How many years ago was this?

Moriba: It was around 2009, 2010. Yeah, Pharrell said the shoes were crazy. And yeah with Kanye, we have a really good relationship with him.

Martin: What was cool about meeting all these people was that it wasn’t a relationship of fans meeting big stars. It was about people liking the work. I find that very interesting because these people are big stars and they meet a lot of people around the world. It’s nice that they took their time to check us, to talk to us because that something that doesn’t happen. Every time we see Kanye, he’s like a big brother. Virgil is also a huge supporter of us and it’s ironic because he’s from the States and we’re in Paris and he’s the one who supports us.

I bet you guys really want to be in the position to give back just like they’ve done.

Martin: I definitely think that with growing up, if we can do more things and be like the guys who are doing great stuff in their cities, then yes. We have to be open to the young people who are coming up because we didn’t have the luck of having people who supported us. We have to give them the chance to do something but we can only do that if we are doing something important. Paris, actually France as a whole, isn’t a place that supports the young.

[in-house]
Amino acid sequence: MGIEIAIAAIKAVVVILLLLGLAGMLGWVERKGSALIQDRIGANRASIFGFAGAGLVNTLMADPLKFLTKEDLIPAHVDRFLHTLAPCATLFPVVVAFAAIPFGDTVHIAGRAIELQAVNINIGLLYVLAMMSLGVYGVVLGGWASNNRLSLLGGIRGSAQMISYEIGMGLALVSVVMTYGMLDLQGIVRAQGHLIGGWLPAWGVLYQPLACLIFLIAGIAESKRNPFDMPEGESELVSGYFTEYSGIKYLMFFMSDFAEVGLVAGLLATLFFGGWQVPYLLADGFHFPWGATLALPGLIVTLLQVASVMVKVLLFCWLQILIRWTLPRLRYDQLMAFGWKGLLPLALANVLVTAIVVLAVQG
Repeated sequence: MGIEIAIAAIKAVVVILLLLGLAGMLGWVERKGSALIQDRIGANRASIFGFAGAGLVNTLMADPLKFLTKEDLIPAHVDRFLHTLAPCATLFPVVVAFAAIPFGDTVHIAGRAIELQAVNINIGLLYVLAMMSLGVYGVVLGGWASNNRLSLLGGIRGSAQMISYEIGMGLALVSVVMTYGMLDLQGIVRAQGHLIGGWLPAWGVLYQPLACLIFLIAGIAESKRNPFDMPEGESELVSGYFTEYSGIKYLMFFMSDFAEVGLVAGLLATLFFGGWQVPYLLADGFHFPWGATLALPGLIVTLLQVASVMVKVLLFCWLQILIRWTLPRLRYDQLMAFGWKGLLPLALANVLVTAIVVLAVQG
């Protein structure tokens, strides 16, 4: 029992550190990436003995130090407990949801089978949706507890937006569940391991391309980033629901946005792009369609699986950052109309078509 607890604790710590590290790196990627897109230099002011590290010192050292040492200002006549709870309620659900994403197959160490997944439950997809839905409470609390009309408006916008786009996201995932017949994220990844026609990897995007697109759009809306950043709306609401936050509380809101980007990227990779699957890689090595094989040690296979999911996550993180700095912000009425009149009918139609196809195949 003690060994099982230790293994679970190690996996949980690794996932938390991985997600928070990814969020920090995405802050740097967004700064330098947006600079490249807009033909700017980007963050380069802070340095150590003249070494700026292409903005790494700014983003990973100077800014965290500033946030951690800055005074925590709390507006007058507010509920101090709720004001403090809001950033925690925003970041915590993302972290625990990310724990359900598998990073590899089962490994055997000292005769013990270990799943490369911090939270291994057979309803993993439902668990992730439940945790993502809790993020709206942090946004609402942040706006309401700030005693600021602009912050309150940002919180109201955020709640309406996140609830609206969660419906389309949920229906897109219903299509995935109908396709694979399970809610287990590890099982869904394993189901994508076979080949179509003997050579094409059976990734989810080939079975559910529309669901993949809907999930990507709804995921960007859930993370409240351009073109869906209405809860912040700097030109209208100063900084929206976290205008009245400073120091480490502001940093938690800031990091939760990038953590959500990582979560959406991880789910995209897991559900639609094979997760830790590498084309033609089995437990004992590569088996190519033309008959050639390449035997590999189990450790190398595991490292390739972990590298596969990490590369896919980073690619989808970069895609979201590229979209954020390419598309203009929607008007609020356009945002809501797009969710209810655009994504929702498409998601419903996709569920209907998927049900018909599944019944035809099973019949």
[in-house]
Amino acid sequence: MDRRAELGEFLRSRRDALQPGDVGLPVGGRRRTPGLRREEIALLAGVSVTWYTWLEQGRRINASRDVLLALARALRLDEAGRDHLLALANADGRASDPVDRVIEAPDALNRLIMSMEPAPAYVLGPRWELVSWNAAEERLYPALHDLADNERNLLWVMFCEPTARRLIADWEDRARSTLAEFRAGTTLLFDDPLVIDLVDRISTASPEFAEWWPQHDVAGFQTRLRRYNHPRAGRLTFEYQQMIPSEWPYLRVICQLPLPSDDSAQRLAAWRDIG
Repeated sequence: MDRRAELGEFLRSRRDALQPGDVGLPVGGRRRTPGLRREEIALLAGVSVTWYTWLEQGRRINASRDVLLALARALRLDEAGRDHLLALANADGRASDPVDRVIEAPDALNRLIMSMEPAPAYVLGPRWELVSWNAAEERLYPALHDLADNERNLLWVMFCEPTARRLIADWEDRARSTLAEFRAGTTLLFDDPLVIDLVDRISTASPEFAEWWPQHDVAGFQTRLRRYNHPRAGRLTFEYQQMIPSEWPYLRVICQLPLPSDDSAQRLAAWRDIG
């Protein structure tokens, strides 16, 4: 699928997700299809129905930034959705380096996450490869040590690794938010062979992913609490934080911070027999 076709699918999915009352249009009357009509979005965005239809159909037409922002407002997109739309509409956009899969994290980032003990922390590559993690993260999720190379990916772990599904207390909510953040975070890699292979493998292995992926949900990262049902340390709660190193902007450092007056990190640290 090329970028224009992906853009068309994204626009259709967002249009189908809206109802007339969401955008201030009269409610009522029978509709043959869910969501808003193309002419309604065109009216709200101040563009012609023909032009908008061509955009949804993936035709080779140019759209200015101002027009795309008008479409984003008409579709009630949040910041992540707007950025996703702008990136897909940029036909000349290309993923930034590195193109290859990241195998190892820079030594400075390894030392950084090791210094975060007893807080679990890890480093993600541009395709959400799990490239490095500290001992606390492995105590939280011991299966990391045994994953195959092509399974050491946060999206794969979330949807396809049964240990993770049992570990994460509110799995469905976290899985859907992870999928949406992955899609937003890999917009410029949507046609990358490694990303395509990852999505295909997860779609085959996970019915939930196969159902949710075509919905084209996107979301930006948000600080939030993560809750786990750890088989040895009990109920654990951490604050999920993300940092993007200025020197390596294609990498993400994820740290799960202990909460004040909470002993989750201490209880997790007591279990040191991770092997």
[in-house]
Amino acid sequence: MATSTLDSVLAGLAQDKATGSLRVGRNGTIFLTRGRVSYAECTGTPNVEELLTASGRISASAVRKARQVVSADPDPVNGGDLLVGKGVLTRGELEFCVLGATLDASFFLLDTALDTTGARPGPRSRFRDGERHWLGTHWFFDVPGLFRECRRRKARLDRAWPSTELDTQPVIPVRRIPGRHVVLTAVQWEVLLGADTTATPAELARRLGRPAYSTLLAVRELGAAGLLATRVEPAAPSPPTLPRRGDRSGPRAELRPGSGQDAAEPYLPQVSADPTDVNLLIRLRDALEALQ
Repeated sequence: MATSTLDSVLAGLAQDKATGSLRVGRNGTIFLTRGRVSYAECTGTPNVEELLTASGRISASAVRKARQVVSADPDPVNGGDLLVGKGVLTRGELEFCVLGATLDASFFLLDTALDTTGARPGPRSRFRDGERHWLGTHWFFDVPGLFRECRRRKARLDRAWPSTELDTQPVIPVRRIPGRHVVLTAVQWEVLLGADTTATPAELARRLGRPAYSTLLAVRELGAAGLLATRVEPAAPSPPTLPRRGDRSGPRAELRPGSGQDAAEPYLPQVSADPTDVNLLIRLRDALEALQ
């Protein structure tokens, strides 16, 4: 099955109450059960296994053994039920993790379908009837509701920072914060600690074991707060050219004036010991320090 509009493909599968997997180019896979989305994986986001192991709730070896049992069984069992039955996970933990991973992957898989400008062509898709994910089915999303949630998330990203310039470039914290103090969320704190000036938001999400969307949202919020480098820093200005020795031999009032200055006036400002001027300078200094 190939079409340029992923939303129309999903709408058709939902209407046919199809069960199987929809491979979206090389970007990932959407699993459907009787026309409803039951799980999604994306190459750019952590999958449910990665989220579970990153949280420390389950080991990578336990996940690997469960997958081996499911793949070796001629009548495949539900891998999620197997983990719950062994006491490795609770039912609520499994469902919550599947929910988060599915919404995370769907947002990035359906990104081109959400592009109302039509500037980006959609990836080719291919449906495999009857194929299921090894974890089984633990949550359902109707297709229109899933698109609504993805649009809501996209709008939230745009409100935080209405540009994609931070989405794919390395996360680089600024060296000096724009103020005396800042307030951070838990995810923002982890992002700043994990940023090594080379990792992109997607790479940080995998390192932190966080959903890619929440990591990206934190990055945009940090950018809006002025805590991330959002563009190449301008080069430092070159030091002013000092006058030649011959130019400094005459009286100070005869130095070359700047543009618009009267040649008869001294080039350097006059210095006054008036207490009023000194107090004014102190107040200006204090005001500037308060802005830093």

Moriba: I totally agree with that. I don’t know if Parisians know this, b
ut if you bring someone who is fresh and young, he or she will give you good energy. If you’re 30 or 40, you need some new energy and only young people can bring you that. I don’t understand why people don’t think about that.